This paper presents an ongoing initiative, built on a practical approach grounded in fieldwork, to produce harmonised statistics on governance, peace and security (GPS) at continental level in Africa. The methodology consists of adding standardised GPS modules to official socioeconomic household surveys. In keeping with the widely promoted principles of inclusiveness and participation, the use of statistical surveys of large, representative samples of the population is a good strategy for voicing citizens’ views and concerns. The adoption of the 2030 agenda, which positions institution‐building and governance issues as a cornerstone of sustainable development, provides a unique opportunity to consolidate this pioneering African experience. Institutionalisation of the production of GPS statistics by national statistics offices in the official statistics field offers a promising means to take up the Goal 16 measurement challenge. The paper describes the main methodological options for doing so and draws lessons and initial evidence from a dozen countries that have piloted the GPS survey module. Selected empirical results illustrate the analytical potential and policy relevance of this approach.
Empirical results show the analytical potential and policy relevance of an ongoing initiative by the Strategy for the Harmonisation of Statistics in Africa (SHaSA) to produce statistics on governance, peace and security (GPS) at continental level. The adopted methodology of adding standardised GPS modules to socioeconomic household surveys can be economically and promptly administered.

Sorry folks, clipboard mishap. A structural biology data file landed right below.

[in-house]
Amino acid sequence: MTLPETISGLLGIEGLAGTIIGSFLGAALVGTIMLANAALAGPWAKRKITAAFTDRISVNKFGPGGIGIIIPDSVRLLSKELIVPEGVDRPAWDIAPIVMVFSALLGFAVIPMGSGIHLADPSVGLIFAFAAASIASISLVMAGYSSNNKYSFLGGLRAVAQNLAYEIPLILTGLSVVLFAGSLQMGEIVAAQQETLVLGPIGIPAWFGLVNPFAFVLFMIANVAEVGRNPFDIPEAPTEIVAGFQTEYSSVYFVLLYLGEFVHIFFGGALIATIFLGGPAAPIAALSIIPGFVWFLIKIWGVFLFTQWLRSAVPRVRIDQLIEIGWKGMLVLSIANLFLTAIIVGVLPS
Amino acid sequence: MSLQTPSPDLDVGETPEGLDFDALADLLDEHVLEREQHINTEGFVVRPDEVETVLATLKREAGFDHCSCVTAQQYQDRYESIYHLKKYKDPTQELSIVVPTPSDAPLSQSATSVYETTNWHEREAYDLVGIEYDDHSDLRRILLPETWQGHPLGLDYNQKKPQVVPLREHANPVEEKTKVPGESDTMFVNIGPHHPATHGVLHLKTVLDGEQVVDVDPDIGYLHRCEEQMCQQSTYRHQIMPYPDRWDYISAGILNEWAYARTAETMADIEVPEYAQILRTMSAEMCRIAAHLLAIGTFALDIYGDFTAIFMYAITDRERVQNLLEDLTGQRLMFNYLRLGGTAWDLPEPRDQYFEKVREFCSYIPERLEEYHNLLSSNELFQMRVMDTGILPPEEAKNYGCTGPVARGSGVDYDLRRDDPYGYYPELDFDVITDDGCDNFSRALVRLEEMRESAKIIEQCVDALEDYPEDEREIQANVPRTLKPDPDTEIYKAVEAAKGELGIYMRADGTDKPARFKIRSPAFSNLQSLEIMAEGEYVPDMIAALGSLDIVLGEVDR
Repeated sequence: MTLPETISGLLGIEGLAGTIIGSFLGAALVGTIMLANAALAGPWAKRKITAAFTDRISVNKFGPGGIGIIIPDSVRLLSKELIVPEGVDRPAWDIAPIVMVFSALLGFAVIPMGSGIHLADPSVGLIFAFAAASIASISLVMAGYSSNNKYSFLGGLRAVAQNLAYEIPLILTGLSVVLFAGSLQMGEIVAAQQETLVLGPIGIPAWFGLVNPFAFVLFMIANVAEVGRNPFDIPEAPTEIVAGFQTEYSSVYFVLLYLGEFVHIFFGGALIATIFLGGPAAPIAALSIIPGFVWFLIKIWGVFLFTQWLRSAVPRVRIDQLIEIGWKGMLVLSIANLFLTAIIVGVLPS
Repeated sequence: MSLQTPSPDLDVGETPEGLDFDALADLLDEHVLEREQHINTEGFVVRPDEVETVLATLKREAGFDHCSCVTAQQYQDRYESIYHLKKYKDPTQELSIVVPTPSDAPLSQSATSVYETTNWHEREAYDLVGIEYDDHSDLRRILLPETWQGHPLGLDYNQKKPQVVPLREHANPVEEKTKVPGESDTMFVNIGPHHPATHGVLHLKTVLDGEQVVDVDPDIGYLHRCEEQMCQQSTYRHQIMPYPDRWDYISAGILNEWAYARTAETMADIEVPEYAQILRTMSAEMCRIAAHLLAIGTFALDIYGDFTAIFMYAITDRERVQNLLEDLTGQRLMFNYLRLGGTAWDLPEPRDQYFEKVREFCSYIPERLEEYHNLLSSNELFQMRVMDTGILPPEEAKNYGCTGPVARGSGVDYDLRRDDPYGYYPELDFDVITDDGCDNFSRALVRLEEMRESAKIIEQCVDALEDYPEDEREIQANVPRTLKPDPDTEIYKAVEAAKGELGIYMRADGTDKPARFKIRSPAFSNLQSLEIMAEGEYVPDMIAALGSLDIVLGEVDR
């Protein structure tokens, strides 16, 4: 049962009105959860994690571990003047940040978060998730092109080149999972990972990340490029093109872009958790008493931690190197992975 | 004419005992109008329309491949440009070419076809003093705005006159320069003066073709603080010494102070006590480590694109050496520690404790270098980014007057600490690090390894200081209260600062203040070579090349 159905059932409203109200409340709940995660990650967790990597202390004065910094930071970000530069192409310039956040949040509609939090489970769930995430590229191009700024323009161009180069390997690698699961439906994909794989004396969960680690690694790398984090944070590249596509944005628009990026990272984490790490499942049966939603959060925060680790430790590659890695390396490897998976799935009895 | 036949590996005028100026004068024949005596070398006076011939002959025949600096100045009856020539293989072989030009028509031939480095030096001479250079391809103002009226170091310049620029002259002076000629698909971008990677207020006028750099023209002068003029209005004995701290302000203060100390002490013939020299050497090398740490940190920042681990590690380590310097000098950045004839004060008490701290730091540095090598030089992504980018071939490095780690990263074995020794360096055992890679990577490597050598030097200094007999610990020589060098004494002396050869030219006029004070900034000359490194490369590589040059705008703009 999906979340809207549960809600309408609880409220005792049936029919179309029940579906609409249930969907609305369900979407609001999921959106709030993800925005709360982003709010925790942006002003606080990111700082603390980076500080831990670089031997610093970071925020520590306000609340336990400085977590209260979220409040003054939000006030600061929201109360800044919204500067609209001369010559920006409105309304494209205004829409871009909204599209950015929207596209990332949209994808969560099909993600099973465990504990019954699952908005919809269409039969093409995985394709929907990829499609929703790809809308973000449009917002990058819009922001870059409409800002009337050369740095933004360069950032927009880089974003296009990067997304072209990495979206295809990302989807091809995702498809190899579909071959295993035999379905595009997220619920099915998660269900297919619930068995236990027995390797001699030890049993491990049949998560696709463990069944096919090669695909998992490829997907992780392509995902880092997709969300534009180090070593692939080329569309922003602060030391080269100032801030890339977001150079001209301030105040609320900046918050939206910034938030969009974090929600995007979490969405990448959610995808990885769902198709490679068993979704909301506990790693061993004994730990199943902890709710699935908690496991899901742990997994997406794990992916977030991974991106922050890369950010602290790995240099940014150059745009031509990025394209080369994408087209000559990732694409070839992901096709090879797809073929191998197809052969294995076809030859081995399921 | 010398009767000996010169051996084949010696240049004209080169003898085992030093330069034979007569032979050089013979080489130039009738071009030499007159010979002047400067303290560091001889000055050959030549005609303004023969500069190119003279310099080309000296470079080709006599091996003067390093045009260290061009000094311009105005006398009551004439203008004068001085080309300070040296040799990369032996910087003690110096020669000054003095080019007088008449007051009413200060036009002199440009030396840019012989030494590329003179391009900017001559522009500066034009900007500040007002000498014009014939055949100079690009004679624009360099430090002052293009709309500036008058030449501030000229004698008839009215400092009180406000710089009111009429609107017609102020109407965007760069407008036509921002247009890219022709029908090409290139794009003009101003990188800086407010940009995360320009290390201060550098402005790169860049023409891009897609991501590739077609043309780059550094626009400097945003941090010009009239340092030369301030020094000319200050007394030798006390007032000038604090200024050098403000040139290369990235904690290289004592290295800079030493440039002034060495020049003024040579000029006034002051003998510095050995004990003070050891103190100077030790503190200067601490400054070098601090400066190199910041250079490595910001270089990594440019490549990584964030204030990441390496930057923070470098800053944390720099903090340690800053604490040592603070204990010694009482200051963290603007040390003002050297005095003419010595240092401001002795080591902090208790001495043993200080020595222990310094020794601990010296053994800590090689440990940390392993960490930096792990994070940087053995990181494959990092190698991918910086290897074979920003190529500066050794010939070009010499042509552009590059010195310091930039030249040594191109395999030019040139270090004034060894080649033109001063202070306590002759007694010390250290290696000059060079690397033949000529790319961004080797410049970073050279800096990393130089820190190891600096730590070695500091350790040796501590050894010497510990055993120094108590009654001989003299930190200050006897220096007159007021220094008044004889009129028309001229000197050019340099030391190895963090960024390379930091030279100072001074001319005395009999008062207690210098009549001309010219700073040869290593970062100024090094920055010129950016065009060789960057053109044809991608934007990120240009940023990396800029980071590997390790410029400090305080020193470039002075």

Sound statistical surveys of citizens’ own experiences and perceptions yield insightful and policy‐relevant results to respond to the SDG 16 measurement challenges. Cross‐country comparisons have proved feasible, enlightening and informative. Yet in addition to the methodological options, the survey implementation process and institutional arrangements need to be suitable, in particular to avoid donor‐driven or top‐down processes.
The responsibility for institutionalising the production of governance data should be conferred on official NSOs. First, these institutions have the expertise: their proficiency in established statistical standards and procedures stands as a guarantee of data reliability. Second, governance data should be considered a public good like other economic and social statistics, and NSOs have the official legitimacy to collect such data.
NSOs in both transitional and democratic states are interested in and capable of conducting surveys on governance, peace and security issues.